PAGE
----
Everything you believe about streaming on your couch may be untrue. In a year’s time, your favourite heroes may be imperial creations. The Australian government may be at war with the greatest myth-maker the world has ever seen.
Alternatively, you will simply become even sicker of old American animation classics and rant at strangers about how all streamed shows are weirdly the same.
Disney+ has coyly announced almost its full catalogue to be launched in the US on November 12. In Australia, Disney+ will start streaming on November 19. The list has been presented on a YouTube clip which runs for three hours, seventeen minutes and 53 seconds.A pithier version is filled with princesses, Peter Pan and Poppins:
While this is a vivid illustration of their scale, it doesn’t really show us anything new. Search your brain for any old family flicks and.. here they are. Nothing with subtitles. Nothing really outside the US. Nothing challenging. Not even Kind Hearts and Coronets. Or for that matter any of the fine American screwball comedies which are part of that oeuvre.
What do we learn?
Disney is retrieving all its rights to the property of Disney, Pixar, Marvel, Star Wars and National Geographic. Around the world that will take some time. We are not sure how complete the Australian version will be.
- The launch is absolutely a deluge of contemporary Americana.
- There is very little in this which is new.
- The battle for subscribers will play out over some time. After all, Netflix has 150 million subscribers around the world right now, and Disney only plans to have a maximum of 90 million over the next four years. Given that it will cost around AU$10/month, a lot of families will run both leaving smaller suppliers out in the cold.
- At the end of August, Disney’s very own conference D23 ran a panel on Disney+ which featured Disney Chief Bob Iger, who reckons he will transform the company. It will roll out original content over the next year, heavily based on the franchises it now owns. See the characters wander from film to Teev, shorts to series, interstitials to makings of.
It seems the company will spend US$1 billion on content in 2020, rising to $2 billion as it reaches that 90 million subscribers figure. Those figures are rubbery because you can play ‘choose a division’ to get any results you want. These are for the streaming service; at the beginning of 2019 the whole company was expected to spend US$16.4 billion on non-sports content, most of which goes into cinemas and then to streaming, so Disney’s muscle on future content is much higher than it seems. Of the total USD$107 billion spend by large companies around the world, Disney is said to be spending around one in five dollars.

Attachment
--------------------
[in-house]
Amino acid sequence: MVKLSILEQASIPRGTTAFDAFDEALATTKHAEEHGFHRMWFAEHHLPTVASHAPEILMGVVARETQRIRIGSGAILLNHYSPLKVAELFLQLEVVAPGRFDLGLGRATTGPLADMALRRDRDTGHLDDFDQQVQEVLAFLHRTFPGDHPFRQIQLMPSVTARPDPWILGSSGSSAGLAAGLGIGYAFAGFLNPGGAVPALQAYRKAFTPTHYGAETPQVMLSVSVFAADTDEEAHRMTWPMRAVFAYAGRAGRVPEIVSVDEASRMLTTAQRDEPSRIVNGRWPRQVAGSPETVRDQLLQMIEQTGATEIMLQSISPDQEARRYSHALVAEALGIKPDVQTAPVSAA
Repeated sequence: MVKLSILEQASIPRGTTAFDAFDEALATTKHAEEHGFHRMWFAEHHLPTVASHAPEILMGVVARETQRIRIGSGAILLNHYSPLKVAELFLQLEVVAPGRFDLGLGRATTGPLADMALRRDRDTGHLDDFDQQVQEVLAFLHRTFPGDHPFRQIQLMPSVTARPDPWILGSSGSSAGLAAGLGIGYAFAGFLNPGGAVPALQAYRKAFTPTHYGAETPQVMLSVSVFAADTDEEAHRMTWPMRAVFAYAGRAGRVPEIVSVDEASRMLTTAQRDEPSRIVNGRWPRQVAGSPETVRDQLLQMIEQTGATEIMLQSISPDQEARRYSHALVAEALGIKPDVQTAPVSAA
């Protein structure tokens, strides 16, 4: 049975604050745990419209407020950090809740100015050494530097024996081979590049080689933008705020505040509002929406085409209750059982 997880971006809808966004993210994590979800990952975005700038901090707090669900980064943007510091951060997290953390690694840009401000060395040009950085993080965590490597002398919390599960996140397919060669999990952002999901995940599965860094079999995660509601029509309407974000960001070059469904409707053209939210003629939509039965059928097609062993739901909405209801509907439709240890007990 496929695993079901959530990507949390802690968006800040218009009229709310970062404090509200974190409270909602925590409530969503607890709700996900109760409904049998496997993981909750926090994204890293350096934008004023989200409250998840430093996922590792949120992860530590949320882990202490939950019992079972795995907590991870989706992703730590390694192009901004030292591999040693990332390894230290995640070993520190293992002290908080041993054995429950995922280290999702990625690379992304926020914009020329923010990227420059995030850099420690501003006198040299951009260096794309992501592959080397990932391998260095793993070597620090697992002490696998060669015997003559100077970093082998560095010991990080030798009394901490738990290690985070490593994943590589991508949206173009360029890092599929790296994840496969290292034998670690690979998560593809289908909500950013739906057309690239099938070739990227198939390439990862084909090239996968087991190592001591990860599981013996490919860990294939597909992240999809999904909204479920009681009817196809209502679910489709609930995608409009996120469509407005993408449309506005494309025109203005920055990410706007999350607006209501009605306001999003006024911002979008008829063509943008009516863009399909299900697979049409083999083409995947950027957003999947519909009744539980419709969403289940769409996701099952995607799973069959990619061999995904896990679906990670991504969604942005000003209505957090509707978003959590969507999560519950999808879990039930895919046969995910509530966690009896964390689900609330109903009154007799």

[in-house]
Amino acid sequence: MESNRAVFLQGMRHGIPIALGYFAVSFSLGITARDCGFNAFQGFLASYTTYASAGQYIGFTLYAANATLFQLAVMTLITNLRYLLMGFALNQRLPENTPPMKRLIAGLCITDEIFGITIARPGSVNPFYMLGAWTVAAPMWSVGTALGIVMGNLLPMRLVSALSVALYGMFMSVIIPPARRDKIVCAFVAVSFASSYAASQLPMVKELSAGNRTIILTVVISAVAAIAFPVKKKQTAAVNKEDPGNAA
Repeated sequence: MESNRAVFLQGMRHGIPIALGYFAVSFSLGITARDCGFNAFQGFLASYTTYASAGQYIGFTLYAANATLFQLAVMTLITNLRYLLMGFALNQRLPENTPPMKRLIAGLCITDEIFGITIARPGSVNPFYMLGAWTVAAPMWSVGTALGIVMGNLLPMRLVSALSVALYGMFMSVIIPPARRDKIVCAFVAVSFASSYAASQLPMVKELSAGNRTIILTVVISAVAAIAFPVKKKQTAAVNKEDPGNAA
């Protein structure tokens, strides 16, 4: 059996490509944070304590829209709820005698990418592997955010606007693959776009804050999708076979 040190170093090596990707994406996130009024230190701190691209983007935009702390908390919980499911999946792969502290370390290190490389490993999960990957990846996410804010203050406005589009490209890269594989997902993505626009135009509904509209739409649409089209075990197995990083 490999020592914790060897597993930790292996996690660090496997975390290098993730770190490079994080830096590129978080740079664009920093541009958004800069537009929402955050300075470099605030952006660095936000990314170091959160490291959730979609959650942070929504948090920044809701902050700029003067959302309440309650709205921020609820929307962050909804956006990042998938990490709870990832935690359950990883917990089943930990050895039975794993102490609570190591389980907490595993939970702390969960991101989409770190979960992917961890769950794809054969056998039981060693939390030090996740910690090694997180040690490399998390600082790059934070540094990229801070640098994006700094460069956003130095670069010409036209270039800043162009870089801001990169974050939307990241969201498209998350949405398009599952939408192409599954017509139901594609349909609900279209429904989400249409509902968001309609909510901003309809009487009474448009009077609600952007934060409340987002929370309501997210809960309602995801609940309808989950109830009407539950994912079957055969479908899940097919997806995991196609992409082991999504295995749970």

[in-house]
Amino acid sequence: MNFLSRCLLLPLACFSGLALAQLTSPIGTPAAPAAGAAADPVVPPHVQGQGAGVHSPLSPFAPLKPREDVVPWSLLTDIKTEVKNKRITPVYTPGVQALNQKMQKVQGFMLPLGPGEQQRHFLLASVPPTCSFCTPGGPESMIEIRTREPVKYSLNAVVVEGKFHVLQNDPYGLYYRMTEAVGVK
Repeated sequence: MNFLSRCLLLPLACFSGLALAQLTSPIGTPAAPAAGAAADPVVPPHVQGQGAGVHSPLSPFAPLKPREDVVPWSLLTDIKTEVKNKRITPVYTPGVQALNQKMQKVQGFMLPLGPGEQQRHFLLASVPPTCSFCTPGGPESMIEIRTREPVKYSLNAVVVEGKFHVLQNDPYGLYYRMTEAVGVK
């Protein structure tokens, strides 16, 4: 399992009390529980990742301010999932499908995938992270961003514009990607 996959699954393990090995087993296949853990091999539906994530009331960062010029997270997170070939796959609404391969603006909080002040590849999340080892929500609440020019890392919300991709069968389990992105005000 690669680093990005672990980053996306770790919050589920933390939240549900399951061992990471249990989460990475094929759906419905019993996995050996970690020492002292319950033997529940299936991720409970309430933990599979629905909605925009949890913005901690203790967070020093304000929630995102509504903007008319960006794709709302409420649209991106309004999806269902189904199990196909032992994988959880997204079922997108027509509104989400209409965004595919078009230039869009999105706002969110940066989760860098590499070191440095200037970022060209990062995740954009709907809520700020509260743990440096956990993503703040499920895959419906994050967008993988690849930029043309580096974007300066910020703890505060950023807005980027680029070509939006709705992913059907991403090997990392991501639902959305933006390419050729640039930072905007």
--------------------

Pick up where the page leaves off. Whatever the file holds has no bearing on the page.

RBC research pegs Disney as the biggest spender among media giants on content, with a projected $23.8 billion for 2019, or $16.4 billion excluding sports-related properties. Disney’s total spending to fill its pipeline amounts to 22% of the estimated $107 billion in global content spending among the largest media companies. AT&T and Netflix are next on the list with $14.3 billion and $14 billion, respectively, per RBC.
Disney’s power seems awesome when we consider just how much the movies and franchises it now owns are worth in box office. The Mouse company has in its DNA an ability to focus on repeatable content, and these new universes can be viewed again and again by tragics. Most of the content it is about to release did not cost it a red cent, which is a fantastic advantage compared to any other major service.
To get to this point, Netflix had to pump well over US$10 billion into the production sector and is still spending much more than Disney’s projected amount per year on new content.
We have two completely different scenarios which can come from this.
1. Disney creates an avalanche, starves everyone else and rules the world. Deep in debt, Netflix collapses.
2. Disney turns out to be pushing a version of the United States which is narrow, antiquated, uninterested in change, dominated by narcissism and basically boring. It looks like all those formats which seemed to be the heartblood of TV when VHS came out. And failed, slowly and sadly, like a favourite uncle found dead at a bus stop.
In this version, Netflix is driven to internationalise, embrace diversity and do deals about content with countries around the world. With its future pinned to a steady supply of new content, it leans on mid-range budgets spent by companies who know how to control a dollar. In other words, it becomes the home of a global version of Movie of the Week productions. Maybe, just maybe, it learns to stop repeating itself.
Here’s a question: how big does STAN have to be to survive if it learns to punch out excellent local shows while leaving the producers with the international rights?